WASHINGTON — Imagine the federal budget being close to balanced within a few years. Imagine politicians no longer spending their time blaming each other for huge deficits. Fantasy? Maybe not.
Yes, President Ronald Reagan's latest, and relatively unchanged, budget priorities have sparked the usual ritualistic attacks and counterattacks between the Administration and key congressional figures in both parties. Yes, the result has been the predictable gloom-and-doom stories about the harmful impact of various proposals and the dim prospects for an agreement.
But, in quieter moments, budget experts in Congress and the White House report that 1986 can be a year for relatively quick acceptance of a budget that, though painful in some areas, will prove politically acceptable and will make sizable deficit cuts. Compromise, of course, is the required word for all sides, and President Reagan--like each of his predecessors--will not get everything that he has requested. The question is whether and when the key players will stop posturing and, at least in private, seek the inevitable middle ground.
Take a step back and admire the larger perspective. A good argument can be made that the worst of the deficits have passed and that the federal budget prospects are moving out of the trough toward sunnier days.
Reasonable people can disagree about which politicians, if any, deserve credit for the result, but some budget figures and economic news dramatize the improvement:
--Government and private economists are boosting their forecasts for 1986 growth to 3%-4%, a far cry from the recession that many Republican politicians feared a year ago. Key factors are cheaper oil and lower interest rates.
--Last year, Reagan suggested $35 billion in domestic spending cuts to reach his proposed deficit of $180 billion. His latest budget includes a relatively paltry $22 billion in domestic cuts to reach a $144-billion deficit.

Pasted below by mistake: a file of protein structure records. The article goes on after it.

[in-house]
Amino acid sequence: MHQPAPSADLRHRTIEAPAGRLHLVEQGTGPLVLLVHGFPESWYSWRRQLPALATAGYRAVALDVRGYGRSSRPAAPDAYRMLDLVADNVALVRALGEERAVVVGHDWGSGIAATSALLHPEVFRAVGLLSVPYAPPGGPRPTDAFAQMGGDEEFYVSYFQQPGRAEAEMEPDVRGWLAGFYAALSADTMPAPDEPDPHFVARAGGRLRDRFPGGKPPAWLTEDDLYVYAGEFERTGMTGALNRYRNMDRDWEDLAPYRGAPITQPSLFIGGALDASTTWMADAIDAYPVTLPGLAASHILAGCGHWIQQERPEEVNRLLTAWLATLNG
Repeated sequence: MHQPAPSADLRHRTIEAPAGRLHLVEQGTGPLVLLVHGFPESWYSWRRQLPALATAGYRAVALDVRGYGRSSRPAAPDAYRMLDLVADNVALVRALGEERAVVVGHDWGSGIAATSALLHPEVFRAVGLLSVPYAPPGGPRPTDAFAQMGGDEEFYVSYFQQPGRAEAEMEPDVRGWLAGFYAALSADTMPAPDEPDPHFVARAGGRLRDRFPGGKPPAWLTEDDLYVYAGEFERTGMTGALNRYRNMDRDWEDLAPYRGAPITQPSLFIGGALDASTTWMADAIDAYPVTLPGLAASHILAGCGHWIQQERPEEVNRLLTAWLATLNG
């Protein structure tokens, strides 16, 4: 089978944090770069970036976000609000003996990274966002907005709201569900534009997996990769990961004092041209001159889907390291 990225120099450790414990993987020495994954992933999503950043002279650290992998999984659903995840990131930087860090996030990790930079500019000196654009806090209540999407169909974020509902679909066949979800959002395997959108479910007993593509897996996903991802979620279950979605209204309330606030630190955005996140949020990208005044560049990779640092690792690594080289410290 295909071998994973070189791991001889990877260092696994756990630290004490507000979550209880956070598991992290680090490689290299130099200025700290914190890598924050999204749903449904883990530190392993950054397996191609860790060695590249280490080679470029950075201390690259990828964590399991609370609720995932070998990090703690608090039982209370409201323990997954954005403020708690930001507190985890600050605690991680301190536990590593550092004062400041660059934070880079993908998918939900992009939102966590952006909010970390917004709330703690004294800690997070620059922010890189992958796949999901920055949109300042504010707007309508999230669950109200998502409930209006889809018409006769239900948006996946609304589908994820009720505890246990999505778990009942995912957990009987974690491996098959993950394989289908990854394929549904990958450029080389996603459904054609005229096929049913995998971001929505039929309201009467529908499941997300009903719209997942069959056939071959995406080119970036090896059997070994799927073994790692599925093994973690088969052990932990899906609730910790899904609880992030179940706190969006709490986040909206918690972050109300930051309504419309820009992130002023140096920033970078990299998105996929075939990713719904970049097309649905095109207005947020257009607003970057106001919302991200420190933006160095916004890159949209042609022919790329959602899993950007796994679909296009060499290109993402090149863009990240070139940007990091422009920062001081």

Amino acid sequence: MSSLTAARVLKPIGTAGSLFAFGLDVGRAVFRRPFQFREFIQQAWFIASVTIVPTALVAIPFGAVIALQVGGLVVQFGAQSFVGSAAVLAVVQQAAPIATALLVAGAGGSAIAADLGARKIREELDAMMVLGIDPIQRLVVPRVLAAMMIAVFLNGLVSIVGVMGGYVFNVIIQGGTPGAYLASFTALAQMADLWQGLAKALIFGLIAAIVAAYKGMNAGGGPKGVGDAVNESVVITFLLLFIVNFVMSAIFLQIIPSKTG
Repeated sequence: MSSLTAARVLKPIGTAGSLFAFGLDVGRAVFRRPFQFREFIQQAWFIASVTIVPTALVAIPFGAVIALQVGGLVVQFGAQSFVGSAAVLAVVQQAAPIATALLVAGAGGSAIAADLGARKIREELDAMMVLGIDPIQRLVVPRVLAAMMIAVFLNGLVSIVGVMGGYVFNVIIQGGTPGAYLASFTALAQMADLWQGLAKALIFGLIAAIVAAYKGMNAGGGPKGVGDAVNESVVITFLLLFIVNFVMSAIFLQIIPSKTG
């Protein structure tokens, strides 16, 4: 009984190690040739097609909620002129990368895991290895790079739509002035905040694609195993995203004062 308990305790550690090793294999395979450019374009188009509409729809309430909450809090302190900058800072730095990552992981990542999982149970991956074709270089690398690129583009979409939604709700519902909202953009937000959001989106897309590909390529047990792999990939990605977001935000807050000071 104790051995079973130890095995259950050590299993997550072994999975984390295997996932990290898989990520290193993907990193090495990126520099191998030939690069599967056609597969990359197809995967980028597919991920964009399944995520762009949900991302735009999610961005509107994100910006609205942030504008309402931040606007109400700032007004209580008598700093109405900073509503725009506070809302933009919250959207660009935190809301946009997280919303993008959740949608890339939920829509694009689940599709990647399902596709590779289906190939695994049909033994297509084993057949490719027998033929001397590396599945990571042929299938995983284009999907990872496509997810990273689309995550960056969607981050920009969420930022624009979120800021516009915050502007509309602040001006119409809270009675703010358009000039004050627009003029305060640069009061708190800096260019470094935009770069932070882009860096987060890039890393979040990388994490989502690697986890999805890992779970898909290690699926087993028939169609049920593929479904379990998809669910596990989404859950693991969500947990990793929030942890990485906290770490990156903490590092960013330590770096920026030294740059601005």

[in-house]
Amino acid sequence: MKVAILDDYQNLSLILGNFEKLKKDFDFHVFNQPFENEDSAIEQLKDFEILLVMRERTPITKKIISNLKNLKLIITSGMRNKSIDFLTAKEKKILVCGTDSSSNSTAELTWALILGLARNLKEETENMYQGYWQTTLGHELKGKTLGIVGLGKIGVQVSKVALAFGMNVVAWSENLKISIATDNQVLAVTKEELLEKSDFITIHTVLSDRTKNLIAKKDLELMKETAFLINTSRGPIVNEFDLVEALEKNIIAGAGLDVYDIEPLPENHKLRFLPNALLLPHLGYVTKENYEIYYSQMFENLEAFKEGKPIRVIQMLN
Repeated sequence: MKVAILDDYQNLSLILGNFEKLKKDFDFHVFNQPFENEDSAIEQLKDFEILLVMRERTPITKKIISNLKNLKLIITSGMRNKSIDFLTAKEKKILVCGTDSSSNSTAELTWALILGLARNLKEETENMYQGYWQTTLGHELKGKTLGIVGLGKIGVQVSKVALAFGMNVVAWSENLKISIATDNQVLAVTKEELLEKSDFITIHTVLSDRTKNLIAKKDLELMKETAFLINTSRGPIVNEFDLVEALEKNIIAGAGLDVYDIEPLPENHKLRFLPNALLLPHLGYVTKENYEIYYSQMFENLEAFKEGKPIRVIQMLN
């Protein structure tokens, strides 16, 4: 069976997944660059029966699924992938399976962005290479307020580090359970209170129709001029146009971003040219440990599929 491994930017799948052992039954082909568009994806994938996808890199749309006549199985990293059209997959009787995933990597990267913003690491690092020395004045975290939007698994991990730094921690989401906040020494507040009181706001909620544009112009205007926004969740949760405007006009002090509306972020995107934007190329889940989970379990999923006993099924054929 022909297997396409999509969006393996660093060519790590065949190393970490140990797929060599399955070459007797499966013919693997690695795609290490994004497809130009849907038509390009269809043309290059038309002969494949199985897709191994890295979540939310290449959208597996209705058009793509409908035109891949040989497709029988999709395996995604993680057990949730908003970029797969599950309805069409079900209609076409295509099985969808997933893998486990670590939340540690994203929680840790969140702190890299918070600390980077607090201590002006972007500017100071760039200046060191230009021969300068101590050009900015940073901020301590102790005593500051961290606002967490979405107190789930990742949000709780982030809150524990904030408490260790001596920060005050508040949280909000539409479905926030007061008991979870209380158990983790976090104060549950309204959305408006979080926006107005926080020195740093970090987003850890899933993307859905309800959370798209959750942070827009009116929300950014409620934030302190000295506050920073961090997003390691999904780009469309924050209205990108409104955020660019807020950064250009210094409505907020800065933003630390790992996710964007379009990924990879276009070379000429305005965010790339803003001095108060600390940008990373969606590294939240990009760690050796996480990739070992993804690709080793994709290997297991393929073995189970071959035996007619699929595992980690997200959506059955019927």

--Indeed, the nonpartisan Congressional Budget Office reported last week that in the unlikely event that no further steps are made to reduce the deficit, the fiscal 1990 deficit will be $120 billion. Using the same assumptions only six months ago, that office forecast a $285 billion deficit for 1990. That change has resulted primarily from spending cuts--more than half of them from Pentagon budget growth, made by Congress and Reagan last fall. "The outlook for reducing budget deficits has improved dramatically since last summer," the office said in its report.
Some caution is called for, of course. Not so many years ago, the federal budget was a story that rarely made the front page. The four years of the Carter Administration yielded average deficits of $63 billion annually. Since Reagan took control, the nation has learned to live with $200-billion annual deficits; one result has been an annual budget debate that sometimes seems as calamitous and ever-changing as the "Raiders of the Lost Ark."
Then what about the new Gramm-Rudman-Hollings law and the possibility that it could force automatic cuts in federal programs next October? Budget experts said this week, for example, that one result could be a $49-billion whack in new spending authority from Reagan's proposed $320-billion defense budget.
Forget it. Few lawmakers would find that outcome acceptable or in the national interest. This so-called "sequestering" would be triggered in the event Congress does not do its job. A federal court recently found a technical aspect of that procedure unconstitutional and the Supreme Court will probably rule this spring. Regardless of that decision, the heart of the new budget law will very likely remain its steadily declining deficit targets, moving from this year's estimated $208 billion to $144 billion next year and a balanced budget in 1991.
In the first year of Gramm-Rudman-Hollings, at least, Congress will be most reluctant to walk away from its deficit target. Members of both parties fear that such an action would be greeted by eviction notices from voters in November. Consequently, the pressure is on for an agreement this spring in order to avoid the more Draconian automatic cuts.
The outlines of an acceptable package of roughly $40 billion to reach the $144 billion level are evident. They include a defense increase only to cover inflation, not the 8% above inflation requested by Reagan; some, but by no means all, of his domestic spending cuts; and a small tax increase, perhaps energy-related.
When Reagan protests that he will veto any new revenues, Republican lawmakers quickly respond that he already has voiced willingness to consider an energy tax to ensure that there is enough money for his tax reform plan. In any case, his own budget for 1987 neatly hides $5.3 billion in new revenues plus $6.5 billion from user fees and his proposed sale of federal assets.